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2010 Mercedes-Benz ML350 BlueTEC

This Is The ML You Want

     Yeah that ML550 and its 382 hp V8 may be calling your name from across the showroom, but we urge you to resist. There’s a better ML tucked over in the corner that we think most people will fall for after a single test drive—even though it’s wearing badges that few consumers recognize. To tell you the truth, we wouldn’t have a clue what BlueTEC meant either if we didn’t spend our days reading press releases. But based on our experience with the new-for-2009 powertrain, all you really need to know is anything wearing BlueTEC badges is powered by Mercedes’ best diesel engine ever. And considering the praise we heaped on this engine’s predecessor in our 2006 review of the E320 CDI sedan, that’s saying something.
     Engineers started by downsizing the previous 3.2-liter I6 and reconfiguring it as a 3.0-liter V6. The packaging benefits are obvious, but as an added bonus the V6 now features an aluminum head and block, which means significant weight savings compared to the iron anvil under the hood of our ’06 E320 CDI. Four valves per cylinder allow for the optimal placement of the piezo fuel injector in the center of the combustion chamber for an even burn resulting in increased power and reduced emissions. A particulate filter traps 99 percent of the carbon soot in the exhaust and stores it until the engine computer decides to periodically raise the exhaust temperature to more than 1,100 degrees Fahrenheit and burn the soot into carbon dioxide.
     Of course, to actually meet strict new emissions laws and be 50-State certified engineers had to add a clever exhaust treatment system. AdBlue solution is injected into the exhaust stream resulting in ammonia being released and breaking down nitrogen oxides into harmless nitrogen and water in a downstream catalytic converter. AdBlue resides in a separate seven gallon tank under the back cargo area floor. It needs to be refilled at every 10,000 mile service and is, unfortunately, an out of pocket expense. When it’s all said and done Mercedes claims their BlueTEC diesel powertrain is as clean as a modern gas engine.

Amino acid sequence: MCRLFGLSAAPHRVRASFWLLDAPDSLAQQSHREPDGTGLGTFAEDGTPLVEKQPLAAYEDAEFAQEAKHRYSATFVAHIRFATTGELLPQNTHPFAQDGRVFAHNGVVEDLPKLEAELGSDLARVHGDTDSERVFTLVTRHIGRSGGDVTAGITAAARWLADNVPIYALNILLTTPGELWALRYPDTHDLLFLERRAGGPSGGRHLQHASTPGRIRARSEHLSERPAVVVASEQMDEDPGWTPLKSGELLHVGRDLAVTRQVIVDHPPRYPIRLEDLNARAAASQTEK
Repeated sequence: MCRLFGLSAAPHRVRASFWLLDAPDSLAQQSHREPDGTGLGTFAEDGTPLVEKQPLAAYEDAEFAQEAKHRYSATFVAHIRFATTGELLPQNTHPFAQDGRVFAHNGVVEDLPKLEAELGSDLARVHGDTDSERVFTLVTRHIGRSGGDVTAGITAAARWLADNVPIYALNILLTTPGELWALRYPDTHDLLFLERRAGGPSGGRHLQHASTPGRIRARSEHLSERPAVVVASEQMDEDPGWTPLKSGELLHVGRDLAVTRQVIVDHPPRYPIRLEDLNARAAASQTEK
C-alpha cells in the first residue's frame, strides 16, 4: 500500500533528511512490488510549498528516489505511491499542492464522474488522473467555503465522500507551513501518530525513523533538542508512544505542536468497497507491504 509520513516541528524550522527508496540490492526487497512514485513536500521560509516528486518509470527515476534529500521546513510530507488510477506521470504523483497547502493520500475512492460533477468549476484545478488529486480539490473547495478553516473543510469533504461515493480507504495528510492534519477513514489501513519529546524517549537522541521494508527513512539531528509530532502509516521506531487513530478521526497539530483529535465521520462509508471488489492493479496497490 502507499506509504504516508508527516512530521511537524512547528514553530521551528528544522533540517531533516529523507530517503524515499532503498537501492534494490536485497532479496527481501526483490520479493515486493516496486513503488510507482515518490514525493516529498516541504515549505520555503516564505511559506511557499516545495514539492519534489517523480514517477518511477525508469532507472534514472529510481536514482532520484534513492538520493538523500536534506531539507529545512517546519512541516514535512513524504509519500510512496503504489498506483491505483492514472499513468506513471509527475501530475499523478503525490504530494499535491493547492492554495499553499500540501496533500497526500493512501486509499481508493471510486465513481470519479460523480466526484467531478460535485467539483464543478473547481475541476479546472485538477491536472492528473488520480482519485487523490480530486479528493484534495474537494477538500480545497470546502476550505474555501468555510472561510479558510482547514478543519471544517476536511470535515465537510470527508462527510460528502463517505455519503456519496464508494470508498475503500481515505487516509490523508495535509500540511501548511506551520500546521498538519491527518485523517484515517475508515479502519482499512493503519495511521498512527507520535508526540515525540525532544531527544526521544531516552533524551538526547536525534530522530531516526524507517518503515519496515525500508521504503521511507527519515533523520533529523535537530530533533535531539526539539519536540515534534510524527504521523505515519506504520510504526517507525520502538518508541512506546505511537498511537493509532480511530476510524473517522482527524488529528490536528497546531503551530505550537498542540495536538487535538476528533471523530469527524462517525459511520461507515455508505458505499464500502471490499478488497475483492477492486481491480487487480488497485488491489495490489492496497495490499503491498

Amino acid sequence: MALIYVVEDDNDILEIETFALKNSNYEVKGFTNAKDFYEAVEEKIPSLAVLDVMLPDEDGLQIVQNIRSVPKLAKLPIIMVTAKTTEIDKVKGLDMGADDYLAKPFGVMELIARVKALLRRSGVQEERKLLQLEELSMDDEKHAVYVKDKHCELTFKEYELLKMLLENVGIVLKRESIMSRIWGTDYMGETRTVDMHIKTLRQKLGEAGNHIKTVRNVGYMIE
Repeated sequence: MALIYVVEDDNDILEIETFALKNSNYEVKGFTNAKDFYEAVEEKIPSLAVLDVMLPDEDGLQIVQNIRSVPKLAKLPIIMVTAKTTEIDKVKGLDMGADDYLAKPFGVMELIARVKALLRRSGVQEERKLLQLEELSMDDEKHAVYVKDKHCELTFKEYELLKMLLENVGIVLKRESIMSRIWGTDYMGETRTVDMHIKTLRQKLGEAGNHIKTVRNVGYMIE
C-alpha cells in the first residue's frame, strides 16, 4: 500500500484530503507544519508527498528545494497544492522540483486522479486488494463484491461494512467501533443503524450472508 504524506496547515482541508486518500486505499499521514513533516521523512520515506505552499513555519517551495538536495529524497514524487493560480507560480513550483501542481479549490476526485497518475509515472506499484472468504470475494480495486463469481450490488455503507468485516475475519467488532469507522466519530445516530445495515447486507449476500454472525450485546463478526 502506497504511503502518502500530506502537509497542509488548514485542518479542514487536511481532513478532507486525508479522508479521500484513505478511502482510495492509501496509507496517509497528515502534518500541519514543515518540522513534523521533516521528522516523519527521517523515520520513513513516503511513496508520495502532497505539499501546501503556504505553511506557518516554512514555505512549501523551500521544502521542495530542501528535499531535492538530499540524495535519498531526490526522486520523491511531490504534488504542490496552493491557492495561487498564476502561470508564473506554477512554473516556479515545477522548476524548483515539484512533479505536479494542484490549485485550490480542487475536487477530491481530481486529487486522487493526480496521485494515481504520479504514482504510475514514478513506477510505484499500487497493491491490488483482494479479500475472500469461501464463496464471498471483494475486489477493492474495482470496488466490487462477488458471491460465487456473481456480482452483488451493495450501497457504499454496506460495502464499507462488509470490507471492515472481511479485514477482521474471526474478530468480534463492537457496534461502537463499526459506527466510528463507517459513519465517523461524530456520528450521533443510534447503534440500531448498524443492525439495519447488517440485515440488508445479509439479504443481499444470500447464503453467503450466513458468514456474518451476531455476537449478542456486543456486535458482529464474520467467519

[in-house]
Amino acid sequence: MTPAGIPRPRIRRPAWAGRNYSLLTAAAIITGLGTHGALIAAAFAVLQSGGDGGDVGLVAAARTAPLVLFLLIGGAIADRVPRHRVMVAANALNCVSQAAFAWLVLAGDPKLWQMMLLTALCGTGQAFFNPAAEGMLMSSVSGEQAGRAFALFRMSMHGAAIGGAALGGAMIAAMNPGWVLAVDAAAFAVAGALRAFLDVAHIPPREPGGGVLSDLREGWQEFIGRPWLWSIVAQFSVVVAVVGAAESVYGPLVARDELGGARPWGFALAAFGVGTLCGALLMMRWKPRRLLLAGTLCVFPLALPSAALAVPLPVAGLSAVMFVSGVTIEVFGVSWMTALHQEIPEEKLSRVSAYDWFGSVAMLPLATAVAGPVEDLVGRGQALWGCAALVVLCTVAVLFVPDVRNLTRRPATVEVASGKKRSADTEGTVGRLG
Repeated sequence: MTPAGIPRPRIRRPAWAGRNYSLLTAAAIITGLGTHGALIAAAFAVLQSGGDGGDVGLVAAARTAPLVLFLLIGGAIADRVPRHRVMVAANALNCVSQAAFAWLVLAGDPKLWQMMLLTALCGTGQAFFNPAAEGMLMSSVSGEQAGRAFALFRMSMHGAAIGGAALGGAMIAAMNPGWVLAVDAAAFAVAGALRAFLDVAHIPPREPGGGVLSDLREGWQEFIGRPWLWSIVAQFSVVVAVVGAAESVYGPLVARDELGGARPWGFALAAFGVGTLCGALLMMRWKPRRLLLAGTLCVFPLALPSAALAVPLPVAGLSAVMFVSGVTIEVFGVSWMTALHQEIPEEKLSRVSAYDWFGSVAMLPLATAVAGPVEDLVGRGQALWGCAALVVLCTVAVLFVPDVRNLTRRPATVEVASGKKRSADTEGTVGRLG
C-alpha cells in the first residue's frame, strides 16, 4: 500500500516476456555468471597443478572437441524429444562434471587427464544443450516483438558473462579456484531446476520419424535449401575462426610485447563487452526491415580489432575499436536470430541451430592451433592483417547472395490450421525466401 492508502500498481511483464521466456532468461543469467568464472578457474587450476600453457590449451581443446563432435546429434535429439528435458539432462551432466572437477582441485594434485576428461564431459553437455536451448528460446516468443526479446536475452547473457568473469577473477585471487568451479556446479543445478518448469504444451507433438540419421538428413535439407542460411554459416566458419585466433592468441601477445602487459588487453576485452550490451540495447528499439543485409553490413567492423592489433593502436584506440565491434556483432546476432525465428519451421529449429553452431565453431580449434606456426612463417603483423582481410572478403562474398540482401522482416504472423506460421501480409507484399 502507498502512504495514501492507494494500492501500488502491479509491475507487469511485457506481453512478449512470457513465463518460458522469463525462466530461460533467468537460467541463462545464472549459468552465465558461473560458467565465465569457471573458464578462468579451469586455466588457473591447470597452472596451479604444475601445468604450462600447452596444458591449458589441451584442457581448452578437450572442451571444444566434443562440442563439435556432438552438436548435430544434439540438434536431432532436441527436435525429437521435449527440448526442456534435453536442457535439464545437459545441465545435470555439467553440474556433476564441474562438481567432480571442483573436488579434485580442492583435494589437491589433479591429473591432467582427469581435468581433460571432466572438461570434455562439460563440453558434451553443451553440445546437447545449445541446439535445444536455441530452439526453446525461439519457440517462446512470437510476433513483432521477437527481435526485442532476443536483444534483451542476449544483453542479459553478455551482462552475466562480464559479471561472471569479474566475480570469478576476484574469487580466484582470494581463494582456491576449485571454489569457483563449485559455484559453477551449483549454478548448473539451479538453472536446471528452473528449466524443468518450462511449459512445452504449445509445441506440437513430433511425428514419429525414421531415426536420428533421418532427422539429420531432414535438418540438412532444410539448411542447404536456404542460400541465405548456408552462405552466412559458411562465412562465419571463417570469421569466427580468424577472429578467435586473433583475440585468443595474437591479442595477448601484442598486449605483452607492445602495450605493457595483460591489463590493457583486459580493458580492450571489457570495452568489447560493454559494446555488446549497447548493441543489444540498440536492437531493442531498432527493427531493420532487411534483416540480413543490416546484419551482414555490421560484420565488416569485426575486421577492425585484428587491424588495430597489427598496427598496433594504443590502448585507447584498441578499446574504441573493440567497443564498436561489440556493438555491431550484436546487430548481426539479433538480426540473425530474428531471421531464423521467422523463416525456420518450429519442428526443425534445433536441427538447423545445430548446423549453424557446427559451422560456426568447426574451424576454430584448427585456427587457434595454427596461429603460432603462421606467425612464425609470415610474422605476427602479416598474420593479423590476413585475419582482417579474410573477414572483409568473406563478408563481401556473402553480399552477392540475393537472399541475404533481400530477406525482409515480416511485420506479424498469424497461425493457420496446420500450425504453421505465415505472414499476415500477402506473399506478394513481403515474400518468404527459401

A balance shaft aides in smoothing out the natural vibrations of the V6 and the variable nozzle turbine turbocharger carries over from the previous configuration—and that’s a good thing. Narrow angles on the turbo vanes at low engine speeds mostly vanquish turbo lag because of the quick spin up time, while steeper angles at higher engine speeds slow the turbo down but increase air intake volume. It sounds complicated but it goes a long way toward making this diesel responsive and keeping it in the heart of the power—easy to do since 400 lb-ft of torque is available from 1,600 – 2,400 rpm.